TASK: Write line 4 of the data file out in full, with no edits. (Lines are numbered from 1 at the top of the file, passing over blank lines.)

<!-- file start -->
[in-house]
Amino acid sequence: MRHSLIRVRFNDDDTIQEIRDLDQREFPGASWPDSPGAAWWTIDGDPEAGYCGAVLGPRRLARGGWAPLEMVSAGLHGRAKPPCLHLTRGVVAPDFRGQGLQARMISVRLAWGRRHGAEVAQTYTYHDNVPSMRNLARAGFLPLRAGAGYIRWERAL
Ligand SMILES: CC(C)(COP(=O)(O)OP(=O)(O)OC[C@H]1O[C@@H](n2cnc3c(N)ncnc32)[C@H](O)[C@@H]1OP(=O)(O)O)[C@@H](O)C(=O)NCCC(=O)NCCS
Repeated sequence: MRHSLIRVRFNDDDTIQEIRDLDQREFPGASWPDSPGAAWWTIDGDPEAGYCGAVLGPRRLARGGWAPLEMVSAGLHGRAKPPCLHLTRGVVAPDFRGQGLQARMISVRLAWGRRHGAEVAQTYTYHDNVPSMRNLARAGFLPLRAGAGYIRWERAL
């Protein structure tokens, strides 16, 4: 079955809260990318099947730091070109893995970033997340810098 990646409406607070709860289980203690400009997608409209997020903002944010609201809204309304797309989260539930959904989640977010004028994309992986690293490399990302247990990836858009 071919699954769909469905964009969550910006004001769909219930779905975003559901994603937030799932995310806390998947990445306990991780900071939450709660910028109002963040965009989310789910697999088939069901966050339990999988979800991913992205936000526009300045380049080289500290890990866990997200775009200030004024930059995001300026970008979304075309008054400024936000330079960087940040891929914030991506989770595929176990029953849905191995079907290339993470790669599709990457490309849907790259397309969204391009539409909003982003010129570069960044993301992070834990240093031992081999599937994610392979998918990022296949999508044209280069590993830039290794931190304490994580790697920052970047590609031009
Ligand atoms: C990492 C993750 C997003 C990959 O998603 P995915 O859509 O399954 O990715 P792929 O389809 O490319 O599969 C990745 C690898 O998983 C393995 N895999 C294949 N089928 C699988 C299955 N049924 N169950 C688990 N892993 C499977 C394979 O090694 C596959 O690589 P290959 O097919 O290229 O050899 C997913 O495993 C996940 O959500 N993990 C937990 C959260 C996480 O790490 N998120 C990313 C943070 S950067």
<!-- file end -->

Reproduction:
Repeated sequence: MRHSLIRVRFNDDDTIQEIRDLDQREFPGASWPDSPGAAWWTIDGDPEAGYCGAVLGPRRLARGGWAPLEMVSAGLHGRAKPPCLHLTRGVVAPDFRGQGLQARMISVRLAWGRRHGAEVAQTYTYHDNVPSMRNLARAGFLPLRAGAGYIRWERAL